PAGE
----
Good is weeping and we weep with Him

A sermon preached on the fifth Sunday after Pentecost (Year C, RCL)
at St. Peter’s Episcopal Church, Del Mar

Isaiah 65:1-9
Psalm 22:18-27
Galatians 3:23-29
Luke 8:26-39

Link to audio here

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In the sound of music the Von Trapp children are taught that the true display of love is obedience.   Neat and tidy, acting perfectly on command.  A whistle from father, a clap of his hand is all that is needed for the children to snap into line and into the father’s perceived circle of love.  What kind of love was that?  I’m sure the children did love their father but under such strict and tight control was the pure, complete and faithful love of the children really allowed to grow?

God is not like Baron Von Trapp.  I dare say that God is wiser.  For he knows that true love can only be received when it is completely given out of free choice without any coercion and only when it is given deep from within the heart.  But we are human, we are tempted by the world, by the promise of power, of status or the fantasy of any of a million of other temptations.  God has given us free choice, so that we are truly free to choose and to love him.  But far too often we use that freedom of choice unwisely.

In order to experience true love you must be prepared to be hurt by the consequences arising from the freedom to choose.  And when that happens true love must bear the pain.   Today God is weeping.  As the funerals for the victims of last Sunday’s mascara at the Latin night in the pulse gay nightclub in Orlando begin to take place God is weeping and we weep with him.

Sometime in my training during the last three years someone said to me that as I got more experienced as a preacher that I would build up a library of sermons and at times I would be able to pull out an old sermon and recycle it for a new time.  I’m sure that he meant a sermon on the trinity, one of our most favorite topics to preach on, but this week I was horrified when I was preparing the message for today.   I remembered that I preached a year ago this weekend at St. Paul’s Manor.   The Sunday after the shooting in the Charleston AM and E church.   The reality that a week after my ordination I already had a stock sermon on mass shootings was devastating.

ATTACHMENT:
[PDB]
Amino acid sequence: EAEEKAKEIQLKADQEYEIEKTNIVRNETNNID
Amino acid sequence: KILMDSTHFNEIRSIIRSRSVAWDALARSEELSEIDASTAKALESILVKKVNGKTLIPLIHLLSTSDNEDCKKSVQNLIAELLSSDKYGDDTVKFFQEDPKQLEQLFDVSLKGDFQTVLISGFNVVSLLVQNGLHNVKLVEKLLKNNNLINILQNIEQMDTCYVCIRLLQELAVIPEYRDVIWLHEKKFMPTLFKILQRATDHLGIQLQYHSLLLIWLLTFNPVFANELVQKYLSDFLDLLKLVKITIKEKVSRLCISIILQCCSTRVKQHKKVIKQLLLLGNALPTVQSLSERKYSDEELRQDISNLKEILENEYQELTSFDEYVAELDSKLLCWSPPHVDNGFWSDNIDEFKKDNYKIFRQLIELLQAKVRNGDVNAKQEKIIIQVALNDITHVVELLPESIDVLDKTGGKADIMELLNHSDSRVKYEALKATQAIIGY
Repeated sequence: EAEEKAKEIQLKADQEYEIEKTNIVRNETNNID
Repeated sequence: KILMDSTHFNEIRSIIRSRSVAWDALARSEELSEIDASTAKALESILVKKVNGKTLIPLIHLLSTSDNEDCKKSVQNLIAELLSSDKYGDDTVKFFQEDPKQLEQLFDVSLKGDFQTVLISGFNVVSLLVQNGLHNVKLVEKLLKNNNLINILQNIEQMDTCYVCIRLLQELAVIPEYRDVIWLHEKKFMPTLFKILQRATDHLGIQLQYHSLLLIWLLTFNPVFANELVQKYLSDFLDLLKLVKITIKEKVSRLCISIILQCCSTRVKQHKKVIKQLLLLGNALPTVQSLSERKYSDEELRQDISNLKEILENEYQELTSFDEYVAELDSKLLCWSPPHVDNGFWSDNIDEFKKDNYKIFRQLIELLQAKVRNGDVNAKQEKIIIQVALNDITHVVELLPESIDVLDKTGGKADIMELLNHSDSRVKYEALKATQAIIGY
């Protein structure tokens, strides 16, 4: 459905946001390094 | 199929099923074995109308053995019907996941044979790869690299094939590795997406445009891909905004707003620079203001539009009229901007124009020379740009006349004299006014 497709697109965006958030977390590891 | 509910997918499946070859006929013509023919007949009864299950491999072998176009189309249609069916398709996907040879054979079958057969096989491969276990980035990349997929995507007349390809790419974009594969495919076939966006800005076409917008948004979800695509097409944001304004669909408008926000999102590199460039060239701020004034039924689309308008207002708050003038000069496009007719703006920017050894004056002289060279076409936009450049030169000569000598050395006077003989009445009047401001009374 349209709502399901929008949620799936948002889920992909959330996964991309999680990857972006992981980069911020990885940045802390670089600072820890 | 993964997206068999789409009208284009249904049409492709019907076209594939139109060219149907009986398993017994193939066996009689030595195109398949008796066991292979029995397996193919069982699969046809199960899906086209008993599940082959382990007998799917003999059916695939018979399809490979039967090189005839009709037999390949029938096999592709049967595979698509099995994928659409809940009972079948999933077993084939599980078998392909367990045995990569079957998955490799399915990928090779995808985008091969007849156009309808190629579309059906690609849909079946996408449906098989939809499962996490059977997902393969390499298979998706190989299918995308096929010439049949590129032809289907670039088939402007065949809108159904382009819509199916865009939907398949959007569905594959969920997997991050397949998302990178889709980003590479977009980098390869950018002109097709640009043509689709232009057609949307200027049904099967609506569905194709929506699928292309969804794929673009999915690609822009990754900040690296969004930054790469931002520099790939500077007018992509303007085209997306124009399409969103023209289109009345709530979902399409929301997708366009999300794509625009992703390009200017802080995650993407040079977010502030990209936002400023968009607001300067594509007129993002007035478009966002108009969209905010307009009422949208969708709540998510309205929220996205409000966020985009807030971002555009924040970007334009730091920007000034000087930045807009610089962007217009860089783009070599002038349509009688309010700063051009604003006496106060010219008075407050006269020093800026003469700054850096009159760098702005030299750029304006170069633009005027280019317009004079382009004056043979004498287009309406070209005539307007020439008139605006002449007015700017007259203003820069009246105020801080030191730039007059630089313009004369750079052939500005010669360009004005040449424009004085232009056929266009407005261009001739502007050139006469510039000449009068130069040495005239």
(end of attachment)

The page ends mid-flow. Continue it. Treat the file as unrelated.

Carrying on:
There has been too many shootings, too many times that we have been horrified, whether it be little children at Sandy Hook, youngsters at the movies in Colorado, worshipers a church in Charleston, or a young gay couple dancing in what should have been a safe place in Orlando, Florida.

As I got home from church last Sunday I saw an interview with a mother, Christine, desperate to find news of her son.   Christopher Leinonen had been dancing at the nightclub with his boyfriend Juan Guerrero and was missing.   His terrified and heartbroken mum pleaded for information and begged, for an end to deaths by assault weapons, for an end to hatred, for an end to violence.  Both Christopher and Juan were later confirmed as victims of the shooting.  Both were killed out of hatred.   That hated has no place in our faith.  Today, more than ever before we need to love deep enough and freely enough to stand and be counted.   There is no room in our faith for hatred of others.

Paul writing to the Galatians in our epistle today says “for in Christ Jesus you are all children of God through faith.  As many of you as were baptized into Christ have clothed yourselves with Christ.  There is no longer Jew or Greek, there is no longer slave or free, there is no longer male and female; for all of you are one in Christ Jesus.  And if you belong to Christ, then you are Abraham’s offspring, heirs according to the promise.”        And that promise lives on today.   There is no longer black or white, young or old, republican or democrat, gay or straight.  For all of you are one in Christ Jesus.